This was Rafe's first time in California, and he'd taken to it immediately. The sunshine and heat had lightened his mood as soon as he'd hit the tarmac. A native New Yorker, he hadn't been sure about leaving his home, but San Diego was heaven by comparison, at least at this time of year.
"A little lower…please…." a sexy woman's voice begged.
Rafe experienced a stirring in his groin that he had no business feeling, but hell, he was a man and he'd been listening to this monologue for three nights running. How many months had passed since a woman had talked to him like that? Insomnia was a libido killer.
Before his sleeplessness, his job had ruled his life, including his sex life. Being an emergency medical technician was all he'd ever wanted to do.
He'd thought about medical school, but he wasn't interested in the years of training it took to be a doctor. He liked the action of emergency services over being camped out in a classroom. Instead of spending the last twelve years studying how to help people, he'd been able to do it every day.
Despite the constant stress and pressure, for years he'd thrived on helping people when they needed it most. That was until this past year. Suddenly he couldn't sleep. Nothing helped, save the pills that he refused to take. Pills might address the insomnia issue, but they wouldn't solve the larger problem—why he'd burned out on the job after all those years, and why he couldn't handle it anymore.
All he could see was the endless stream of people in trouble and that they'd lost far too many of them. His last loss had been a five-year-old girl with asthma, alone at home in her tenement apartment. No one had been there to help her when she'd suffered a serious attack, and her parents hadn't been able to afford the costly medicines. Though the girl had been smart enough to dial 911, Rafe had gotten there too late.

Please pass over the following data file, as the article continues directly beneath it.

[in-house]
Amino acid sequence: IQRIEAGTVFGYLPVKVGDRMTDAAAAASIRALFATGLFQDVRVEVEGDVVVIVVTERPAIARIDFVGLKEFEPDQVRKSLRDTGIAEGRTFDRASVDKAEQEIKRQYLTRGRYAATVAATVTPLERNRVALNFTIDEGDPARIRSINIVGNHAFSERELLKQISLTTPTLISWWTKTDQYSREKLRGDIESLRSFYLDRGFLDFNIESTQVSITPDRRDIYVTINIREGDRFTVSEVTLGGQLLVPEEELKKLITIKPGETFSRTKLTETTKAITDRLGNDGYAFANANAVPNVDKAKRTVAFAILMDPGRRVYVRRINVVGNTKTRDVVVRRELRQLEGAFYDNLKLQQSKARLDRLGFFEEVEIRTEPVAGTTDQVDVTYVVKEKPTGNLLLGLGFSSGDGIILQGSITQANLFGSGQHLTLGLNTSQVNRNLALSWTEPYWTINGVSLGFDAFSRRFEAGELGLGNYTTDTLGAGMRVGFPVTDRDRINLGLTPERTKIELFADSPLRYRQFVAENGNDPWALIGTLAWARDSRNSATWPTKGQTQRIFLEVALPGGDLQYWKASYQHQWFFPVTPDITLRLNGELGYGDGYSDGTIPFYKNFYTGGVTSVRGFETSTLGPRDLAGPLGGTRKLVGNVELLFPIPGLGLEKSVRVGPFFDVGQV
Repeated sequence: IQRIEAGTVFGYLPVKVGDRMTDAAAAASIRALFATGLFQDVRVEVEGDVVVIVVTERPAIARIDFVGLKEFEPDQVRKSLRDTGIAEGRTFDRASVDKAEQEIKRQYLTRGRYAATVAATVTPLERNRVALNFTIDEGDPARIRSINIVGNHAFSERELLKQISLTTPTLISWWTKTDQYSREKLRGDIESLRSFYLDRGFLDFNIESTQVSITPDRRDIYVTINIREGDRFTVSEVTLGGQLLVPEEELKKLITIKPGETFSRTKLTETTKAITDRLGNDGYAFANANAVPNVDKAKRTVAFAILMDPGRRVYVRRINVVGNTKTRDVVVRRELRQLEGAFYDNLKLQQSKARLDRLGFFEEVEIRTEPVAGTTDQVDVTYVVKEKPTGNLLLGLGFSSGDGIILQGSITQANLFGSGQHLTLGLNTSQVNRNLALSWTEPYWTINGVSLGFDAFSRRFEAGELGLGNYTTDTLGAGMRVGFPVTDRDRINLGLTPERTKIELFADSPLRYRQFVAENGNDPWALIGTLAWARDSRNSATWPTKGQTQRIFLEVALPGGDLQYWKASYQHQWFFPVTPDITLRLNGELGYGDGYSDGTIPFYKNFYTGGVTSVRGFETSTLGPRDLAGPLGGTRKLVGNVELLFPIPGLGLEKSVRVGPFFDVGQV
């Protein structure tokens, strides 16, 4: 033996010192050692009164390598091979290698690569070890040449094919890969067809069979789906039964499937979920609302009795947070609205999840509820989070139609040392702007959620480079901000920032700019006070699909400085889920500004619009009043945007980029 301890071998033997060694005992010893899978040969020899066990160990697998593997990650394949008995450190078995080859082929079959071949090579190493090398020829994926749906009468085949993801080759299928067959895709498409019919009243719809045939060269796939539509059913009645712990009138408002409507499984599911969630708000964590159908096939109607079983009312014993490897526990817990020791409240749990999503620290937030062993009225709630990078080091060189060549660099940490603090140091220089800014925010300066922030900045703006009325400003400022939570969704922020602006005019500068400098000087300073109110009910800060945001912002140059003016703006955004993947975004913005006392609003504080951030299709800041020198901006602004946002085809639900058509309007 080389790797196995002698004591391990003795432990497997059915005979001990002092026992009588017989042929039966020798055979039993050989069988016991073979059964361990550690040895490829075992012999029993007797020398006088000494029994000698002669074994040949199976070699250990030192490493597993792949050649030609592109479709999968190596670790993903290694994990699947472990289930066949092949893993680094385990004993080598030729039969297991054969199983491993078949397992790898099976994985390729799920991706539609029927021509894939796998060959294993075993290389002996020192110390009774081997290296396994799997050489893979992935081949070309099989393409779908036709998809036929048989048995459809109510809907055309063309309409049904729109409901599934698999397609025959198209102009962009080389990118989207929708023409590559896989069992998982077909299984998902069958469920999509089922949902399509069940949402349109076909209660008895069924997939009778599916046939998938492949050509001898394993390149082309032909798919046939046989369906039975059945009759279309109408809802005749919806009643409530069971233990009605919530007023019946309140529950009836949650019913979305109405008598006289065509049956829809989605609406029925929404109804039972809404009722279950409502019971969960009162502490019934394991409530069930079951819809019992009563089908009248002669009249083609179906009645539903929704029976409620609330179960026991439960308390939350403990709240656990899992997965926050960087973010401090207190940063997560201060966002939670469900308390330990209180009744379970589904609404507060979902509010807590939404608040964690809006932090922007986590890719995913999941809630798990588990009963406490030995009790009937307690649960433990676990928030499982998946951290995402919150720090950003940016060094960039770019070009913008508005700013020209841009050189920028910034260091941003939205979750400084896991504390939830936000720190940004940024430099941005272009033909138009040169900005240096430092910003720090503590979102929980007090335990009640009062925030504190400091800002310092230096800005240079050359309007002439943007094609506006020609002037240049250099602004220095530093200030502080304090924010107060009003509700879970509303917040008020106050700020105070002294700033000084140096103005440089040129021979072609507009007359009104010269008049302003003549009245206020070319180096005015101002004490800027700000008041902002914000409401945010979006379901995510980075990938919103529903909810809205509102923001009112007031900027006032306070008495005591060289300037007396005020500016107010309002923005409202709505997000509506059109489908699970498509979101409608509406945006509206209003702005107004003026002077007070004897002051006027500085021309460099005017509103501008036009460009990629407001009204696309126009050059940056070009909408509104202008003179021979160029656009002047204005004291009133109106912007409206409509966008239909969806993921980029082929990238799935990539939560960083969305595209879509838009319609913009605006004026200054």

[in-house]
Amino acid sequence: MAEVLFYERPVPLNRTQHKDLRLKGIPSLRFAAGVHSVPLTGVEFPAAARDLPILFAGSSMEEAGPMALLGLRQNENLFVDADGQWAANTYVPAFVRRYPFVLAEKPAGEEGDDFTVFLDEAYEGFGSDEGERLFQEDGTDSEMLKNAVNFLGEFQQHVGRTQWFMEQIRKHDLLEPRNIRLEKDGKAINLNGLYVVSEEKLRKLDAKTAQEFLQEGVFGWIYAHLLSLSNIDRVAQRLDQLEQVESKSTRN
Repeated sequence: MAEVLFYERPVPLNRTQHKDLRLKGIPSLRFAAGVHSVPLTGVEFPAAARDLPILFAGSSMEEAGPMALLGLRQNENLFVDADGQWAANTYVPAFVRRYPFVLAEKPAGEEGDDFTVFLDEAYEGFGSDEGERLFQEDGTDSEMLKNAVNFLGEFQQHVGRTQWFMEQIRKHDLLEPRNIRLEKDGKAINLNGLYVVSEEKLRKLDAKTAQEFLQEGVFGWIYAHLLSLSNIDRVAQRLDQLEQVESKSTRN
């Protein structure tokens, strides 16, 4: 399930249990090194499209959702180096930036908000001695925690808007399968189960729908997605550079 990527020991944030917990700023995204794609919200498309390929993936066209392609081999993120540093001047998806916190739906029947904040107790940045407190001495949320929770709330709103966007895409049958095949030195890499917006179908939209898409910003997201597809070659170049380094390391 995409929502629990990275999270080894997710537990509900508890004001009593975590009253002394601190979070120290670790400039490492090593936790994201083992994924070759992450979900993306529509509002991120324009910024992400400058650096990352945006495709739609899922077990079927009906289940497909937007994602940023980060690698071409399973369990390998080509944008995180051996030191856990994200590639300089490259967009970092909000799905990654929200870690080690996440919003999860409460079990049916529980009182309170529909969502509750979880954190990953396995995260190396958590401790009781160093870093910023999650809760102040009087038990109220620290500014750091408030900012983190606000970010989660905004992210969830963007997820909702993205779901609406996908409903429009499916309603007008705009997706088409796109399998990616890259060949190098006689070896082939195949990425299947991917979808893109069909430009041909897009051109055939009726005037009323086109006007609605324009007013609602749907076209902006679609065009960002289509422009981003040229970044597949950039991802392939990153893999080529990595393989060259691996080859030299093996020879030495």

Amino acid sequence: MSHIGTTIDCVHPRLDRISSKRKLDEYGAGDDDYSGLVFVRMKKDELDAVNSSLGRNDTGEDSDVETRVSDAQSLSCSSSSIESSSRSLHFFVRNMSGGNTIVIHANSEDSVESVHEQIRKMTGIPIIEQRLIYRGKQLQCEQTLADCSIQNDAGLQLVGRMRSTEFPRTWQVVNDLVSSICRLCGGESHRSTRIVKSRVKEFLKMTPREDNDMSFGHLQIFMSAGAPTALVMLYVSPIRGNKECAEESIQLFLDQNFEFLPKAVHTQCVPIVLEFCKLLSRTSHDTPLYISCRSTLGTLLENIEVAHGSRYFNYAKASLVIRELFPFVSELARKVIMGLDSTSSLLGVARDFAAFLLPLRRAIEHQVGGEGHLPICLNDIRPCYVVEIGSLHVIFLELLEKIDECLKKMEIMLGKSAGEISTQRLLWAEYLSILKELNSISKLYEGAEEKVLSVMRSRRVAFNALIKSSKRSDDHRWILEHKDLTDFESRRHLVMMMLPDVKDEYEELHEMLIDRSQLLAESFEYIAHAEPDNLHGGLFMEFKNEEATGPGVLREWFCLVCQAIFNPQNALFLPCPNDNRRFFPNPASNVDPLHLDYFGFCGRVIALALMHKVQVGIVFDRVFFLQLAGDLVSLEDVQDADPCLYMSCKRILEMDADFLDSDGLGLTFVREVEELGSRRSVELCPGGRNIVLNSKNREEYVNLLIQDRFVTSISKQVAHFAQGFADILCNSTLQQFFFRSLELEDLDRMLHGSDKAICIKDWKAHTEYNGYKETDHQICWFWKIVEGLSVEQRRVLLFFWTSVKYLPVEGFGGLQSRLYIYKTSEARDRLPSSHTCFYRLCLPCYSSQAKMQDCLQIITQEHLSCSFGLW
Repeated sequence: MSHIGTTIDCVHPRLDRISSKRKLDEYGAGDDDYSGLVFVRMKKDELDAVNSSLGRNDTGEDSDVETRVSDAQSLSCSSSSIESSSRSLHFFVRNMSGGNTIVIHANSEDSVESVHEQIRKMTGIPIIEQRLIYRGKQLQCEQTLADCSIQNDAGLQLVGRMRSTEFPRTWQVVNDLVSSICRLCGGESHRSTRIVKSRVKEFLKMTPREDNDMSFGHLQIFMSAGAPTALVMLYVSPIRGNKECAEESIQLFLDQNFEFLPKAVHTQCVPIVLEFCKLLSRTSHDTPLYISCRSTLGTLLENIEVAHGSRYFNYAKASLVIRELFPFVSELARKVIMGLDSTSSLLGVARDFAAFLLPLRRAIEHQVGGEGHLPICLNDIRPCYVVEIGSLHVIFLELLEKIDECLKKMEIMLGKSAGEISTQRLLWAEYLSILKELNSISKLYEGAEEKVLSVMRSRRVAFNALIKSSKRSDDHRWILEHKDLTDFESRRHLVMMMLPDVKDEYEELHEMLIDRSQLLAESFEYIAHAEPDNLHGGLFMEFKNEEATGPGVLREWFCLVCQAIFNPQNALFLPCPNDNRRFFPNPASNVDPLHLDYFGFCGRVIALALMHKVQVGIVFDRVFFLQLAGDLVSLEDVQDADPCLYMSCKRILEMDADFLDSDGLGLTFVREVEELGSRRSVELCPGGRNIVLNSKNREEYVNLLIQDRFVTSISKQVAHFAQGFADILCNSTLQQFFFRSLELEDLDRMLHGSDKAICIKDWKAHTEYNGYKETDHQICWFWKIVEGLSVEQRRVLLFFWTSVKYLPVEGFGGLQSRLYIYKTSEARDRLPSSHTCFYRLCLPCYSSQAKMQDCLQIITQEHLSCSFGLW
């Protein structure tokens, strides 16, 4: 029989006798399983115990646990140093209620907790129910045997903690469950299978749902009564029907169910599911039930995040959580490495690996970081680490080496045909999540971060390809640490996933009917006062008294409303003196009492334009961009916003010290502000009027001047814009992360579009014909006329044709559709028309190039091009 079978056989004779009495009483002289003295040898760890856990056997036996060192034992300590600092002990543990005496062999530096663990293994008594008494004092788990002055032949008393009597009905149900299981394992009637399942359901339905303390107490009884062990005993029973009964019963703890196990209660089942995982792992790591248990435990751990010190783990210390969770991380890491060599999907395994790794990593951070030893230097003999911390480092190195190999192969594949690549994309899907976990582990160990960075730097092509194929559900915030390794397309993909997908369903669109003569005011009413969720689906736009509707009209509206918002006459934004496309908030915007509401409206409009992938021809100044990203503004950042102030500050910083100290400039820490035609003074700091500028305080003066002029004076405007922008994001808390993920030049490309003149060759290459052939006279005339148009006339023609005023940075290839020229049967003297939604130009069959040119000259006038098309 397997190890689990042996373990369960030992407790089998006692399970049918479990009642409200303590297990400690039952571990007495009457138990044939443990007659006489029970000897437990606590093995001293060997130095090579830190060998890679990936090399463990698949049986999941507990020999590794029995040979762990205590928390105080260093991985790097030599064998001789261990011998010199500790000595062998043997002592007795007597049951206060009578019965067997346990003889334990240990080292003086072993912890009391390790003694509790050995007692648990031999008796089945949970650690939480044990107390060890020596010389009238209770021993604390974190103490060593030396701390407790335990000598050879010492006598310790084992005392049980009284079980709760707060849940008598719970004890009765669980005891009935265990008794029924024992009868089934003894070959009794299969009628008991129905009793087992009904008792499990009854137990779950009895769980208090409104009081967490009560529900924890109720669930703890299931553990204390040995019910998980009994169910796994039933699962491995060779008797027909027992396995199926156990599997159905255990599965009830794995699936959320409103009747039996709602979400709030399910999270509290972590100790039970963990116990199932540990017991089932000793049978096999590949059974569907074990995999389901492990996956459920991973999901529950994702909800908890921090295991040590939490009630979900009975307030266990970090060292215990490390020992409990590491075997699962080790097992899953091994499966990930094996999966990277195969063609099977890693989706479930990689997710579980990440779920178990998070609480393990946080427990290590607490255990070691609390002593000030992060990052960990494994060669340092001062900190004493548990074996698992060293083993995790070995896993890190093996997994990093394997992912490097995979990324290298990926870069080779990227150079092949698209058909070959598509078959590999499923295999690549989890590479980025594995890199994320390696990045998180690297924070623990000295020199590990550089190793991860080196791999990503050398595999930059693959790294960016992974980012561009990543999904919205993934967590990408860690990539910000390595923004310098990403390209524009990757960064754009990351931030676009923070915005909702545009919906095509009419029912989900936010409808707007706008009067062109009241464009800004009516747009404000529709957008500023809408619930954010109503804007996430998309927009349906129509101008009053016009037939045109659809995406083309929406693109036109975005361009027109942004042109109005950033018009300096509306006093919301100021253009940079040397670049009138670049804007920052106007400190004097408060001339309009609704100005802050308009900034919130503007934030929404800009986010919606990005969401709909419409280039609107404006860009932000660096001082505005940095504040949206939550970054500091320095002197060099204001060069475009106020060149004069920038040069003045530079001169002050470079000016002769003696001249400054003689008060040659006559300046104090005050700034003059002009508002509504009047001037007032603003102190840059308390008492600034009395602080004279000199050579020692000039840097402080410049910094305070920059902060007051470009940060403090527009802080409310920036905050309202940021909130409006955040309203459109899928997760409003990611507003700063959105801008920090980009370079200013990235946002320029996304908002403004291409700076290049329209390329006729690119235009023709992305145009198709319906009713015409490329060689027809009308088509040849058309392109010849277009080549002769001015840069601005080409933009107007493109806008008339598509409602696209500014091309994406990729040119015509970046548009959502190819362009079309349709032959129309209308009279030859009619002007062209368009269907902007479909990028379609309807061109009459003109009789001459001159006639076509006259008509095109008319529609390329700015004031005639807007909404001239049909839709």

Over the years, there had been so many cases like that he could barely keep count. Lots of good stories, too, but the bad ones were catching up with him. Like the husband and father of six children who had died right in front of him after being hit by a drunk driver, or the teenager shot on the street for no apparent reason while coming home from a graduation party. Their faces haunted Rafe as he lay awake in the dark hours of the night.
Something critical that had kept him sane seemed to have broken. The result was he'd lost his sense of purpose, his drive to do the work.
The insomnia might be a cause or a symptom, he still wasn't sure, but it had messed up his life for good. When he'd almost crashed the ambulance—with a patient on board—he'd been put on paid leave, and he couldn't argue with that decision. The company had taken his record into account and hadn't fired him—they were treating his break as accumulated sick and vacation time. However, if he couldn't solve his sleep problem, he knew he'd be in for permanent retirement.
The prospect made him feel hollow inside, and he pushed it away, knowing it would torture him for the rest of the night, at least. That was part of the problem, the endless thoughts that wouldn't stop, and the more he tried, the more they barged through, keeping him awake even when he was exhausted.
Rafe fell back on the bed, groaning, but not in pleasure. How long were they going to keep at it? It wasn't normal—these people went at it for hours every night. He wanted to be cool, to say, "More power to ya," but in truth he wanted them to shut the hell up and go to sleep.
Grabbing a pillow and heading to the sofa in the living room, even though it was about eight inches too short for his six-foot frame, he walked out of the room, slamming the door behind him.